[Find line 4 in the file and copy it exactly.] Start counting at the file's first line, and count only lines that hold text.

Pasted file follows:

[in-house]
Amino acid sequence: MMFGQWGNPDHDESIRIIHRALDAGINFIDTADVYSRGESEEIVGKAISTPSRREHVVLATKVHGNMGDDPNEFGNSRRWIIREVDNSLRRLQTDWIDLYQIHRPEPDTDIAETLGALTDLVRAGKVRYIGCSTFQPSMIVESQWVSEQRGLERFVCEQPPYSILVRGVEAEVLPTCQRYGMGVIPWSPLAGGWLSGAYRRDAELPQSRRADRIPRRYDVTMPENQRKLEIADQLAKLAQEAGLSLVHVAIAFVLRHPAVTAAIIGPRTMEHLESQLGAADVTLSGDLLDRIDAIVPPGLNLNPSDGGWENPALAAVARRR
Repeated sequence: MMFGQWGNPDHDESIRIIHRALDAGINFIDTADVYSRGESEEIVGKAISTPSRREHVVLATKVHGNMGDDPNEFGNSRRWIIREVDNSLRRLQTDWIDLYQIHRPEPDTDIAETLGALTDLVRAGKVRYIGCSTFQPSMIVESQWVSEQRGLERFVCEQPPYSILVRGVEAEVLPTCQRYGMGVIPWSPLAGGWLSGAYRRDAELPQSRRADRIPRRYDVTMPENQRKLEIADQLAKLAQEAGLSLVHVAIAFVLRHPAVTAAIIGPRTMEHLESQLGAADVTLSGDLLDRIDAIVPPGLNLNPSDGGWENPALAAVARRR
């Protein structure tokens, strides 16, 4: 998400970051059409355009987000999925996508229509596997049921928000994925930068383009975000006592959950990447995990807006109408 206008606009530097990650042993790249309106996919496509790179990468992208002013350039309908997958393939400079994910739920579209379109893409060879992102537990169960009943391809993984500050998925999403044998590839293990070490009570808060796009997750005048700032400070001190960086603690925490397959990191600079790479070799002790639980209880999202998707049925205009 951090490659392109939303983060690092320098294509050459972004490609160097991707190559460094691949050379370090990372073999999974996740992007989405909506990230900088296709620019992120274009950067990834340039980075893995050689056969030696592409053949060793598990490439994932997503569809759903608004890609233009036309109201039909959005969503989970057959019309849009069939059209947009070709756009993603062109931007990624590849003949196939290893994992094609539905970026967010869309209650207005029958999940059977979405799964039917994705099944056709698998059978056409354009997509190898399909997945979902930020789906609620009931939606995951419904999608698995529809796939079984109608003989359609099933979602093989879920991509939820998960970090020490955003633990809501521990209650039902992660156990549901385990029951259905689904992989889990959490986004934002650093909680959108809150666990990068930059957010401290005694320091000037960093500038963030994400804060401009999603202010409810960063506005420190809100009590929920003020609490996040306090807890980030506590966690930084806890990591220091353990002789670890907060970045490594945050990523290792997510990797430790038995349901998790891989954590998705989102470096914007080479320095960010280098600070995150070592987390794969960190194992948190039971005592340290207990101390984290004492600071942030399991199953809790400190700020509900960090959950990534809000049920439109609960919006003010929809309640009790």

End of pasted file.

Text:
């Protein structure tokens, strides 16, 4: 998400970051059409355009987000999925996508229509596997049921928000994925930068383009975000006592959950990447995990807006109408 206008606009530097990650042993790249309106996919496509790179990468992208002013350039309908997958393939400079994910739920579209379109893409060879992102537990169960009943391809993984500050998925999403044998590839293990070490009570808060796009997750005048700032400070001190960086603690925490397959990191600079790479070799002790639980209880999202998707049925205009 951090490659392109939303983060690092320098294509050459972004490609160097991707190559460094691949050379370090990372073999999974996740992007989405909506990230900088296709620019992120274009950067990834340039980075893995050689056969030696592409053949060793598990490439994932997503569809759903608004890609233009036309109201039909959005969503989970057959019309849009069939059209947009070709756009993603062109931007990624590849003949196939290893994992094609539905970026967010869309209650207005029958999940059977979405799964039917994705099944056709698998059978056409354009997509190898399909997945979902930020789906609620009931939606995951419904999608698995529809796939079984109608003989359609099933979602093989879920991509939820998960970090020490955003633990809501521990209650039902992660156990549901385990029951259905689904992989889990959490986004934002650093909680959108809150666990990068930059957010401290005694320091000037960093500038963030994400804060401009999603202010409810960063506005420190809100009590929920003020609490996040306090807890980030506590966690930084806890990591220091353990002789670890907060970045490594945050990523290792997510990797430790038995349901998790891989954590998705989102470096914007080479320095960010280098600070995150070592987390794969960190194992948190039971005592340290207990101390984290004492600071942030399991199953809790400190700020509900960090959950990534809000049920439109609960919006003010929809309640009790």